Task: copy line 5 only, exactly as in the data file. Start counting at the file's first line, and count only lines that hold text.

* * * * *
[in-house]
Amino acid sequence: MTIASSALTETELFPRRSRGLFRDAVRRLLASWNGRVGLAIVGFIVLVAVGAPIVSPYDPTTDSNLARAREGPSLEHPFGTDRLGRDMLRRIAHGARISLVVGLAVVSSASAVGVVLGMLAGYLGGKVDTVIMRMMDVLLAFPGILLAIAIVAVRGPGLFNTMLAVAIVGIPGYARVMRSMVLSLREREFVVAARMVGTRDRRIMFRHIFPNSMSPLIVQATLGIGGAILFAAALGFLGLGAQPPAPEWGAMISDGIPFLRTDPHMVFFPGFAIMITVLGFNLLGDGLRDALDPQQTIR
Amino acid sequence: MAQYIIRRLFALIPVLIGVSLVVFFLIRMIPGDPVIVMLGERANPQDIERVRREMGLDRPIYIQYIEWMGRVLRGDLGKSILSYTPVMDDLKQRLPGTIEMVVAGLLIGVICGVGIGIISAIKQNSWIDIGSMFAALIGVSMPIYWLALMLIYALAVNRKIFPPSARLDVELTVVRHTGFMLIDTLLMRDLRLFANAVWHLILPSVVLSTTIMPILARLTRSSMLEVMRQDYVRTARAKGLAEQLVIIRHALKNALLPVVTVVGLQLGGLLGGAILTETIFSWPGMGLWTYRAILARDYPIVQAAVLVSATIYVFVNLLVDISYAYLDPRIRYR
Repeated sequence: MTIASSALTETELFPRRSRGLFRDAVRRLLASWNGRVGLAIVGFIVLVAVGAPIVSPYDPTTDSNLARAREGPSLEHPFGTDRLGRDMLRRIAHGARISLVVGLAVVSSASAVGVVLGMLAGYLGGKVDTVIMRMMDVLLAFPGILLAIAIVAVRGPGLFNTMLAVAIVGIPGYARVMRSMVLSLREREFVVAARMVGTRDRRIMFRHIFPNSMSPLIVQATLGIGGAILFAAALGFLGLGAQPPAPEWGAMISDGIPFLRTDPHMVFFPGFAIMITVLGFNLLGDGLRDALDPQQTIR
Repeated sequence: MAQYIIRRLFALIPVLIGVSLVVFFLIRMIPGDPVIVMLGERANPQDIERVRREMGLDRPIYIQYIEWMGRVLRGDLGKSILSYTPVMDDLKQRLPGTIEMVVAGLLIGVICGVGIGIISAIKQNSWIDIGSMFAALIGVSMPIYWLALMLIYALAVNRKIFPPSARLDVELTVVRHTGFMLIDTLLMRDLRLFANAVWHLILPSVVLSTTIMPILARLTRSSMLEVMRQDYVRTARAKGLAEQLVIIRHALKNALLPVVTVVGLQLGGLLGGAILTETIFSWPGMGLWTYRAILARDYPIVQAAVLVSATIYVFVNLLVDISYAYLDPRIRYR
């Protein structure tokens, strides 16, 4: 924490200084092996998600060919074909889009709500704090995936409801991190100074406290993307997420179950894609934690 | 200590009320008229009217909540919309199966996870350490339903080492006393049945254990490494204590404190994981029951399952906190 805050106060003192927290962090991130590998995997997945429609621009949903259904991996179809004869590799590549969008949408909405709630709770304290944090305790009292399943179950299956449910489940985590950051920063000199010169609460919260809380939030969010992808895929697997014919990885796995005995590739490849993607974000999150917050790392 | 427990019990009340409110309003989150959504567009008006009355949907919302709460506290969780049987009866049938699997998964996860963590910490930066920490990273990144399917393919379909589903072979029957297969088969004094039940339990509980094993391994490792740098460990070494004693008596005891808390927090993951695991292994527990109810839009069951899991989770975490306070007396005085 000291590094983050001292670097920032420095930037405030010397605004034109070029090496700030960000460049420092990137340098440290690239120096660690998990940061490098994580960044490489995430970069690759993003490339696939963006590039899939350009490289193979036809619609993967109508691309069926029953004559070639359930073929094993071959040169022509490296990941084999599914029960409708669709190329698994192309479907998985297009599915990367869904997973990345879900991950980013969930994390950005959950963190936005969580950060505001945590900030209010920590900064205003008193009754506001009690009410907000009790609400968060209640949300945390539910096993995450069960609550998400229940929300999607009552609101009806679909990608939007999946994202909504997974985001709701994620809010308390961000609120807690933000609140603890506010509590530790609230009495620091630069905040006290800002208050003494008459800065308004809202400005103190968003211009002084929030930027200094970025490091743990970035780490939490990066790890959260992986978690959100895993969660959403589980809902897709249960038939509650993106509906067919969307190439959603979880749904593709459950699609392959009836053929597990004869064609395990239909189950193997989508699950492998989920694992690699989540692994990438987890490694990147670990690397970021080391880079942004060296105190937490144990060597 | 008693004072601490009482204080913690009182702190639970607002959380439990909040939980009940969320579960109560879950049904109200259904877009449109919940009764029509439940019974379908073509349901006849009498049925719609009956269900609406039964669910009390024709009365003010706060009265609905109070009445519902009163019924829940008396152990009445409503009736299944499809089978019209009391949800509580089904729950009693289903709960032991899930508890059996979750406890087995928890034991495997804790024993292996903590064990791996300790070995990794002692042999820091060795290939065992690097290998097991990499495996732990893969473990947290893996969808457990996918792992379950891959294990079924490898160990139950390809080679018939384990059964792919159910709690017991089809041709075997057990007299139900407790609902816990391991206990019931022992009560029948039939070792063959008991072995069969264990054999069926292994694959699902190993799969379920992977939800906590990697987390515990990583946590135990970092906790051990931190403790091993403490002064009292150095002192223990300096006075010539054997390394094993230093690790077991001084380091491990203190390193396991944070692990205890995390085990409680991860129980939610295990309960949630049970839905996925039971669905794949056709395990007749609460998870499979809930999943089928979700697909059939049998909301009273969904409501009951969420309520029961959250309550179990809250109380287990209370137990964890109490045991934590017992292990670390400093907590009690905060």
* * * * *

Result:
Repeated sequence: MAQYIIRRLFALIPVLIGVSLVVFFLIRMIPGDPVIVMLGERANPQDIERVRREMGLDRPIYIQYIEWMGRVLRGDLGKSILSYTPVMDDLKQRLPGTIEMVVAGLLIGVICGVGIGIISAIKQNSWIDIGSMFAALIGVSMPIYWLALMLIYALAVNRKIFPPSARLDVELTVVRHTGFMLIDTLLMRDLRLFANAVWHLILPSVVLSTTIMPILARLTRSSMLEVMRQDYVRTARAKGLAEQLVIIRHALKNALLPVVTVVGLQLGGLLGGAILTETIFSWPGMGLWTYRAILARDYPIVQAAVLVSATIYVFVNLLVDISYAYLDPRIRYR